This tutorial shows three ways how you can access your Linux partitions (with ext2 or ext3 filesystem) from within Windows: Explore2fs, Disk Internals Linux Reader, and the Ext2 Installable File System For Windows. Double-click on it to start it: The Explore2fs filebrowser starts; you can now browse your Linux partitions and copy&paste files to your Windows partition: Go to and download and install the Disk Internals Linux Reader.While the first two provide read-only access, the Ext2 Installable File System For Windows can be used for read and write operations. After the installation, the Linux Reader starts automatically and scans your hard drive for Linux partitions: Afterwards, you can find your Windows and Linux partitions in the Linux Reader (which looks like the Windows Explorer): Now you can browse your Linux partitions: To copy a file/directory from a Linux partition to your Windows partition, right-click on the file/directory and select : Then select the folder on your Windows partition where you want to store the file/directory: The Disk Internals Linux Reader can be started from the normal start menu: The Ext2 Installable File System For Windows (which supports ext2 and ext3! During the installation you will be asked to assign a drive letter to your Linux partitions (e.g.You can either choose to update your system via the GUI-enabled inbuilt system update tool (image below) or if you’d rather do it the terminal way of things, below are self-descriptive images on how to but for the sake of newbies reading through with this, we’ll add a few notes with the images just to makes things a little. Version 1.0 Author: Falko Timme If you have a dual-boot Windows/Linux system, you probably know this problem: you can access files from your Windows installation while you are in Linux, but not the other way round. In the new folder, you'll find the explore2fs executable.All in all it makes have to name all my docs with standard A-Z latin characters, which blows if you're not in an English speaking country! The binaries are no longer available for download, but if you have an Oracle account, you can still download it after logging in.The PPA should work not only with Ubuntu but also Linux Mint and other Ubuntu-based Linux distributions.If you really need to use Oracle (ex Sun) Java instead of Open JDK in Ubuntu, here's an easy way to do it: a PPA repository to install and keep your computer up to date with the latest Oracle Java 7 (Java JDK which includes JRE).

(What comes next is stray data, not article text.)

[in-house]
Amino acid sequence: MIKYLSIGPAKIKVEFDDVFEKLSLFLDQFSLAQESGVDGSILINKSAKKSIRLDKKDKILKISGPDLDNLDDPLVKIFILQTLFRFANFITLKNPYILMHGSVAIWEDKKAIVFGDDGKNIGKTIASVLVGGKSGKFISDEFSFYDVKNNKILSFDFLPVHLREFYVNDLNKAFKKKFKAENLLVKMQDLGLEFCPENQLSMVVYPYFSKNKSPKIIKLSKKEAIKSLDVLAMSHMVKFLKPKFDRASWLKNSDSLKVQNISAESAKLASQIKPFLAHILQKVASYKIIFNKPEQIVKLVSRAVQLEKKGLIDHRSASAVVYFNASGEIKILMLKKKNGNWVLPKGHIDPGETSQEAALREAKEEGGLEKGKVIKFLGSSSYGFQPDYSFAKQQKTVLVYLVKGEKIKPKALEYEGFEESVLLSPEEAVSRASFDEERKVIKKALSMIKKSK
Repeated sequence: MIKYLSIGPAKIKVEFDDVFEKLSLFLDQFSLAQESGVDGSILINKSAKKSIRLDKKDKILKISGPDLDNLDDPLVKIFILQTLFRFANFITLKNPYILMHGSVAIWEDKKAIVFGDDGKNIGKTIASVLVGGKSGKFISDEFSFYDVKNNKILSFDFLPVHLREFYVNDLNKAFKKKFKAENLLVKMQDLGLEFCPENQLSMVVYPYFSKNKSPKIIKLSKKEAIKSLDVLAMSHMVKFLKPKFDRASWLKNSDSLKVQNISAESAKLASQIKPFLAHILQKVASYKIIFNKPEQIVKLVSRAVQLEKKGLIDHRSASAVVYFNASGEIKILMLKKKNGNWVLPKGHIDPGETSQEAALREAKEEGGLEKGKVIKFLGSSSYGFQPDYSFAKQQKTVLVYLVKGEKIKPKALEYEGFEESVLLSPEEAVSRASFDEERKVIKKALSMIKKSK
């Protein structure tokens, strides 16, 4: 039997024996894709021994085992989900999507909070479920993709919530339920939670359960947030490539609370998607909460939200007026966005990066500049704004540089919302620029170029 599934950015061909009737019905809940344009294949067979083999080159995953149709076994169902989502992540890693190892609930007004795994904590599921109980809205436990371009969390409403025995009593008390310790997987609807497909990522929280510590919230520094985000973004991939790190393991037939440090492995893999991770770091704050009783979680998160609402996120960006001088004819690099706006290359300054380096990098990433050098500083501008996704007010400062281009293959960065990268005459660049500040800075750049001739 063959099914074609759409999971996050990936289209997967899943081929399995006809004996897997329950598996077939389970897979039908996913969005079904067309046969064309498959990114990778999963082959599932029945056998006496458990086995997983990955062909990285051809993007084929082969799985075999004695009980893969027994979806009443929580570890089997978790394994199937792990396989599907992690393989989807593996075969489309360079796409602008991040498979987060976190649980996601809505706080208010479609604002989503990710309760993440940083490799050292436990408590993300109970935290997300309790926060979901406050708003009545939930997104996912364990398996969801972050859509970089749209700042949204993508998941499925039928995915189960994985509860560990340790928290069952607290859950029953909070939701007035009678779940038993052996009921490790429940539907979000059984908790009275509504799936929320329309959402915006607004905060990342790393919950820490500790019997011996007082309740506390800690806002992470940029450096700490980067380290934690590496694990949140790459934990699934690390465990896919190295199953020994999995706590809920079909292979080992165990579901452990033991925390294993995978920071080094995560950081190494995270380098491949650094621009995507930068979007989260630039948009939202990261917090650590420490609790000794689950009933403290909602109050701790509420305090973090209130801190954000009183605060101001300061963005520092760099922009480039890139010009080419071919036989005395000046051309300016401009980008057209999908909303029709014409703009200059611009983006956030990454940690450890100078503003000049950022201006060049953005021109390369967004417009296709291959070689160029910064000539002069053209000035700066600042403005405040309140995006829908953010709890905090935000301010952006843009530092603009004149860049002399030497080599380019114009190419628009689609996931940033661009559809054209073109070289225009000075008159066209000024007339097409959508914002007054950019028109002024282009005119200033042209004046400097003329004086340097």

After installing Windows 7 with Vista or XP, many users might want to change the boot settings.The first thing to check is whether you can access the GRUB2 boot loader. If you see a menu with a list of operating systems appear, you’ve accessed the GRUB boot loader.If you don’t see a menu with a list of boot options appear, the GRUB boot loader may have been overwritten, preventing Ubuntu from booting.Some may find this method hard to use and also, it comes with GTK dependencies.So as an alternative that doesn't have any GTK dependencies and comes with automatic updates too, I've set up an Ubuntu PPA for the latest Oracle Java 7 (JDK).